Heritage Interpretation: heritage interpretation of the Rideau Canal World Heritage Site is going to suffer since one of the most significant heritage experiences for the land based visitor is to see boats being locked through. To understand and appreciate this marvel of 19th century engineering, you have to see how it operates and this requires boats being locked through.
Dispropotionate Fee Increase: as with the budget cuts, where the Rideau Canal and the Trent-Severn Waterway took much bigger cuts than Parks Canada overall (20% vs 5%), the canals are now taking much larger fee increases. It appears that National Park fees are only going to increase by about 5% (to adjust for the CPI). Cost recovery in National Parks is presently about 30% of the cost of visitor services provided by Parks Canada. To adjust for the CPI, canals should be taking about an 8% increase, not the triple digit increases being proposed.
Ticket System: to quote Parks Canada, the new ticket system, "allows for better flexibility aligning fees with services accessed by boaters while reducing the portion of the cost that is funded by tax dollars." My take is that the prime reason for the new ticket system is to obfuscate the real fee increases being proposed by Parks Canada (up to 400%). I have no issues that user fees are important, and that they should be increased, but Parks Canada should be up front with the costs to users. They should also be up front on how much of the canal costs Parks Canada expects the users to support (20%, 50%, 100%, ?) keeping in mind the heritage aspects of the Rideau as an operating canal (which the Government of Canada should be supporting).
Pricing: Parks Canada must have known when they were developing their new ticket system that it was way overpriced (if they talked to any of their canal staff or stakeholders along the system this would have been made very clear to them). An explanation is that they do know and this initial fee structure is simply a political tactic, floating an unrealitically high number with plans to lower the number so that the public thinks that some sort of compromise has been reached. The fact that they announced on January 15 that they are going to release a revised fee structure on January 18 fits with this theory.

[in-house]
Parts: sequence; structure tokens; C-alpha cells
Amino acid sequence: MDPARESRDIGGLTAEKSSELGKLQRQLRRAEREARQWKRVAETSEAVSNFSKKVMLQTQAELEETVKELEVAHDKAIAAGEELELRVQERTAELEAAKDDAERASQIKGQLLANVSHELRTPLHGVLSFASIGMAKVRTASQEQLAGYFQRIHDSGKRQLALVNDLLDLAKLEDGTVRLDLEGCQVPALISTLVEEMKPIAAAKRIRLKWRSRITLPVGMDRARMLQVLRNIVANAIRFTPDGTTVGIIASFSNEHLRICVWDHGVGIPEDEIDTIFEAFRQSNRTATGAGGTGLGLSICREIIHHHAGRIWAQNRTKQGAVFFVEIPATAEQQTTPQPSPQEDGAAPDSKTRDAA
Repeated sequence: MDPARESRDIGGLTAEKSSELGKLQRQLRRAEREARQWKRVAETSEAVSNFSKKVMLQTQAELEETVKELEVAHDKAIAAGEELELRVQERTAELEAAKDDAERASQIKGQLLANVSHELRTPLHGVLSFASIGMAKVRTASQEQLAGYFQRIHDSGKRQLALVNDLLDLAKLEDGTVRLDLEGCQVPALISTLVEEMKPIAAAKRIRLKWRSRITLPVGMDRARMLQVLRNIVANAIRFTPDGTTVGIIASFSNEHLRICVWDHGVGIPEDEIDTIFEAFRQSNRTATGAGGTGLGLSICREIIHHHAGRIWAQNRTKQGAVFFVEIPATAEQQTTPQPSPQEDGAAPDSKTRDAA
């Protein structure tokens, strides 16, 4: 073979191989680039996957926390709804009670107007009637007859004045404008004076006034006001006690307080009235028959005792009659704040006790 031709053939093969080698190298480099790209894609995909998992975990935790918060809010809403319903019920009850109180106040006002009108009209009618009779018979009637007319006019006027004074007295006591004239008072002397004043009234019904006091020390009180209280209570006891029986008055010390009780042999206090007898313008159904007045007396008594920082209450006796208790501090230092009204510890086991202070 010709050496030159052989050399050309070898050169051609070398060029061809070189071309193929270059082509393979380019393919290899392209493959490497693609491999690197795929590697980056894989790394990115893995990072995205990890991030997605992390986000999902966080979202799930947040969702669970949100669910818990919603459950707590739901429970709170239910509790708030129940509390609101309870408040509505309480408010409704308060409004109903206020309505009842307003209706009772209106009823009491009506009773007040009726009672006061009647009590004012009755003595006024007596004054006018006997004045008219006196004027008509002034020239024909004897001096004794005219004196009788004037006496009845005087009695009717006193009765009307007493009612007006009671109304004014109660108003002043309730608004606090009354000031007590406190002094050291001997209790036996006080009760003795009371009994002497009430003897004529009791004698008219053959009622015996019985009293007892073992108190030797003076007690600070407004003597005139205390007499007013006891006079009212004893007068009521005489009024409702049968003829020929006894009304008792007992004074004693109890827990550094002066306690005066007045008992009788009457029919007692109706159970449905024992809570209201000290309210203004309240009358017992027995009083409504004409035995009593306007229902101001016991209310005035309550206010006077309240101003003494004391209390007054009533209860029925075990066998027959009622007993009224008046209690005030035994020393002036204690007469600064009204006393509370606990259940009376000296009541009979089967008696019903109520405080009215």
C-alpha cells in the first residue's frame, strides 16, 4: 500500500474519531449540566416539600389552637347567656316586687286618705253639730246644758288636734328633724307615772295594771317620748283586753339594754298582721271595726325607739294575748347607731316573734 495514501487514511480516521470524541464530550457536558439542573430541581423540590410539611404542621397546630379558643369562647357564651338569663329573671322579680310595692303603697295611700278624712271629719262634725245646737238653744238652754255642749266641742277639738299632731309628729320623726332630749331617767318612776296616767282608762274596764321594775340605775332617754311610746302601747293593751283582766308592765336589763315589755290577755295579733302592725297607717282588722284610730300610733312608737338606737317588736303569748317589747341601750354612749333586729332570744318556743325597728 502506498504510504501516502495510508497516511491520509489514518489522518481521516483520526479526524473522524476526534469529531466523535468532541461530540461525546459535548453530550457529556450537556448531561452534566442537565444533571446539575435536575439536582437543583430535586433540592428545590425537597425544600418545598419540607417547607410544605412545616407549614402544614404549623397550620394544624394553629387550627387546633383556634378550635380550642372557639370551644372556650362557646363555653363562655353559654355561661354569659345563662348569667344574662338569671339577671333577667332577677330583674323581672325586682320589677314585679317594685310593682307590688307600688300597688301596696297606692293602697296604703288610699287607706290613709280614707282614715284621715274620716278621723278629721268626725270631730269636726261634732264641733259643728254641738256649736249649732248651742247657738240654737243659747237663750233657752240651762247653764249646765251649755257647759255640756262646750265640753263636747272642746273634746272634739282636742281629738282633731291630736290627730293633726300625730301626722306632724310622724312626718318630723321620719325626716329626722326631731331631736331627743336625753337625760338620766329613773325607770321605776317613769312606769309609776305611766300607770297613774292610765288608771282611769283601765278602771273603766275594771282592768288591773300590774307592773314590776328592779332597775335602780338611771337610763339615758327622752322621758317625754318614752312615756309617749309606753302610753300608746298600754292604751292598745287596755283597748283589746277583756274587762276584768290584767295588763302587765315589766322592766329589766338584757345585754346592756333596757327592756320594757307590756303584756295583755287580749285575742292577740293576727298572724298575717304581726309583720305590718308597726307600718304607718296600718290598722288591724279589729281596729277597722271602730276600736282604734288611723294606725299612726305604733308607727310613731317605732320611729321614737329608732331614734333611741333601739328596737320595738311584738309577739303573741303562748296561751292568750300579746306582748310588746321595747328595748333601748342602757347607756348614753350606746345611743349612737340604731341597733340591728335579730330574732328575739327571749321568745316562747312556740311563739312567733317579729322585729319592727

Parks Canada's Proposed Fee Structure
The following tables are from Parks Canada. You can see the original data at: www.pc.gc.ca/eng/agen/tarifs-fees/consultation.aspx.
For purchases made...
Fee, per foot
for a 25ft pleasure boat
Commercial Boaters Fee, per foot
At the canal
$0.30 x 25 = $7.50 per ticket
On-line (-10% discount)
$0.27 x 25 = $6.75 per ticket
On-line, bulk (- 25% discount)*
$0.23 x 25 = $5.75 per ticket
* bulk discount of 25% applies to 80 or more tickets purchased on-line.
The number of tickets required to pass through a lock station will be based on the service provided at that lock station. There are three levels of service for lock stations:
# Tickets Required
Single lock chamber
Transit time of approximately 15 minutes
Single or multi-lock chamber
Transit time of 15 to 30 minutes
Transit time of 45 minutes or more
Lower and Upper Nicholsons
Smith Falls Combined
Smith Falls Detached
Lower and Upper Beveridges
Upper and Lower Brewers
Total (incl. Tay)
Total - Rideau Only
2013 Mooring Fees*
(fee per foot)
(fee per foot)
* A 10% high occupancy surcharge may be added as required.
For more information on Parks Canada's fee proposals, see the links from: www.pc.gc.ca/eng/agen/tarifs-fees/consultation.aspx
To provide comments to Parks Canada on the proposed 2013 fees, please do so:
Parks Canada Agency
2013 Fees Consultation
Brand Experience Branch
25 Eddy Street, 6th floor (25-6-T)
Gatineau, QC K1A 0M5
Be sure to cc your local MP, Minister Peter Kent and the Prime Minister
Their contact info can be found on the communications page.